What is the first thing you notice when you take your first run of the day?
Trail conditions! What is underfoot? Is it corduroy? Or hardpack? Is the surface quiet or crunchy? Do you linger over morning coffee, or hope the lifts never close?
Typically, from the start of the season until the beginning of March, what makes the ski experience most days is snowmaking. After 50 years of perfecting the process, there can be great skiing before the first natural flakes fall from the sky. But now in March, the snow guns have been turned off for the season and the conditions you will ski most days are what groomers have been able to prepare for you overnight.
Ski areas throughout our region put a lot of time and effort into this.
Nobody does it better than the people at Okemo.
Certainly, Eb Kinney knows the drill. He's been a center of things at the Ludlow, Vt., area for 29 years and now, as the senior director of mountain operations, he oversees snowmaking and grooming plus a host of other duties that keep the place going day after day. It is his responsibility to get the trails covered as soon as temperatures allow in the fall, and monitor and manage the snow throughout the winter and then stretch good skiing well into spring.
Throughout the season, the groomers work in two shifts seven days a week to cover almost all of the mountain every night. Starting now, however, conditions can change markedly from day to day, even from dusk to midnight. According to Kinney, preparing a mountain for the best ski conditions is no longer the same routine night after night.
“With the warmer weather and softer snow, the practice now is to get as much done as early as you can,” Kinney said. “We shift the sequence of trail grooming at this time of year to work south to north on the mountain so the trails with the warmer exposure get the longest possible time to set up overnight. When temperatures are at or above freezing, we may assign more groomers to our 4:30 p.m. to 12:30 a.m. first shift.”
To prepare the area each day, Kinney relies on a grooming crew of 16 — 15 men and one woman — using a “pack-grooming” strategy: multiple snow cats working the same terrain in teams. On a typical overnight, there are two cats equipped with tillers working in tandem to break up and aerate the snow surface. Then come three cats that smooth the surface and prepare the ski product for the next day. There is a separate snow cat assigned to the snowboard and freestyle areas.
Kinney sets up a schedule each day to cover most of Okemo's 550 skiable acres. Experience helps make for a smoother process. Both of his shift supervisors have been working at the mountain for more than 20 years. Five of those who do grooming work at the ski area are year-round employees, while the rest are mostly returnees who work seasonal jobs locally other months of the years.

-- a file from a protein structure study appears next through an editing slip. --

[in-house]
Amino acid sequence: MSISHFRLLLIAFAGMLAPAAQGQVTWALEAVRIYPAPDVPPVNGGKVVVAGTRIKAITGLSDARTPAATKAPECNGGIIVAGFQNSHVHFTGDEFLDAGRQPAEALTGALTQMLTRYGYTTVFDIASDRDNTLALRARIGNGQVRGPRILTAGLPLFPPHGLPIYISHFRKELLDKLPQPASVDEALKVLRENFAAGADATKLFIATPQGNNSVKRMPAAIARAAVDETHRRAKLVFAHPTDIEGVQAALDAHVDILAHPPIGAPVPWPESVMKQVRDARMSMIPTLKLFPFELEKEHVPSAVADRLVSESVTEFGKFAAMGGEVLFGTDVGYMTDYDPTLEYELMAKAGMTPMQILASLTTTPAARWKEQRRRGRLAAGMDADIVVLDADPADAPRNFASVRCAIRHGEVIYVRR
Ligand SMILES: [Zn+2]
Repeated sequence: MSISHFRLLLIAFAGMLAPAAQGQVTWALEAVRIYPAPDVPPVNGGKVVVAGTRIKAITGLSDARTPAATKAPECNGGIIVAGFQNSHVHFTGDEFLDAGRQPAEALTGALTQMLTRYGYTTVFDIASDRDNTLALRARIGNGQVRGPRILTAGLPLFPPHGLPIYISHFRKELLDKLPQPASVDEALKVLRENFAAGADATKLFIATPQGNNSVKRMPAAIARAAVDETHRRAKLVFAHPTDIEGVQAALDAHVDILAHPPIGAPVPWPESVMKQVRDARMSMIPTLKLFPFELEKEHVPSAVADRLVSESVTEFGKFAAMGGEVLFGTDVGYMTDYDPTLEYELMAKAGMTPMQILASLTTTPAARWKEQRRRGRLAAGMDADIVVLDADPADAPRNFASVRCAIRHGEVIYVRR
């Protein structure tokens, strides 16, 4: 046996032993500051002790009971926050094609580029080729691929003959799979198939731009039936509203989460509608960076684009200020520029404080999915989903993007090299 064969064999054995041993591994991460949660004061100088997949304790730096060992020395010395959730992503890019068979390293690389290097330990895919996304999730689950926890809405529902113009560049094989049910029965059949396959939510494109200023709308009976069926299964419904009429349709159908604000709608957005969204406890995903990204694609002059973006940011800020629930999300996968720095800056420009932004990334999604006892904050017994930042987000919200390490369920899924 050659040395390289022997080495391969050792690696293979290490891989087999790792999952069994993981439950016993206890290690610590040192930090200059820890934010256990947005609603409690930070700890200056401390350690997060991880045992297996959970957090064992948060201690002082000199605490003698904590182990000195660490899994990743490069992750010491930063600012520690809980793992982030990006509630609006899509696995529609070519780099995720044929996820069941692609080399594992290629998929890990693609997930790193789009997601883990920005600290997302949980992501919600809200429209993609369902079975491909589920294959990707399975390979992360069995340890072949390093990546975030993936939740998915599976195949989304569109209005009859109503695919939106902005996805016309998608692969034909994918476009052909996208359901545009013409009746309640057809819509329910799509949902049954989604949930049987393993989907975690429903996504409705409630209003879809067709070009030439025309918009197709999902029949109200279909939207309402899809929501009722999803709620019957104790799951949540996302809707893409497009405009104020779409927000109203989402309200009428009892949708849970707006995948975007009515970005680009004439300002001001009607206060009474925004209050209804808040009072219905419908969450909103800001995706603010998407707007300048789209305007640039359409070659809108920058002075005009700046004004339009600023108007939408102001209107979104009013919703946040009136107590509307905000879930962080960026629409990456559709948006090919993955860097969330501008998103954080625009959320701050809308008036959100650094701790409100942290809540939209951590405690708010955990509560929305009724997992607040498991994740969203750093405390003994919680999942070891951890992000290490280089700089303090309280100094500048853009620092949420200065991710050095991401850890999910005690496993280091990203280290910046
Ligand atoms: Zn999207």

“Our groomers know what they are doing, and we include their input in how we do it. As a result, sometimes we change things up and include things like terrain features and moguls. We try to be creative in how we present the area each day.”
Bottom line: Kinney knows what skiers want.
“They want a ski surface that makes them think they are skiing on velvet,” Kinney said. “That is the name of the game."
There is an old saying that to enjoy Eastern skiing to its fullest, be prepared to hug a snowmaker and kiss a groomer.
It is now March.
LAKE PLACID NORDIC FESTIVAL
The largest cross country ski event each year in our area is the Lake Placid Loppet, which is set for March 16 at Mount Van Hoevenberg. This is the 34th year for the Loppet, which features a full 50k race and a 25k Kort Loppet. It is an all-comers event in both classic and skate styles. For details, check whitefacelakeplacid.com.
ST. PATRICK'S DAY AT WEST MOUNTAIN
What better way to spend St. Patrick's Day, March 17, than with a ski bargain?
Wear some green and get a four-hour ski ticket at West Mountain for $25.
There will also be giveaways on the hill and, of course, corned beef in the base lodge restaurant.
COUNCIL RACE WRAP
The New York Capital District Ski Council wrapped up its race season with two events last Sunday at West Mountain.
In the most competitive category, Albany Ski Club teammates Dave Vanderzee and Alfie Merchant split the two races, each one claiming a victory by less than one second. Vanderzee won a council race earlier this season at Oak Mountain, thus once again claiming the season-long Dick Walsh Memorial Trophy in the male open competition class.
Other season winners were Sharon Way of the Albany Ski Club in the women's open category, Mark Pavlus of the OC Ski Club in the male veterans class, Sally Vanderzee of the Albany Ski Club in the women's veterans class, Dean Palen of the Albany Ski Club in the men's super veterans and Deborah Pavlus in the women's super vets.
Phil Johnson can be reached at [email protected].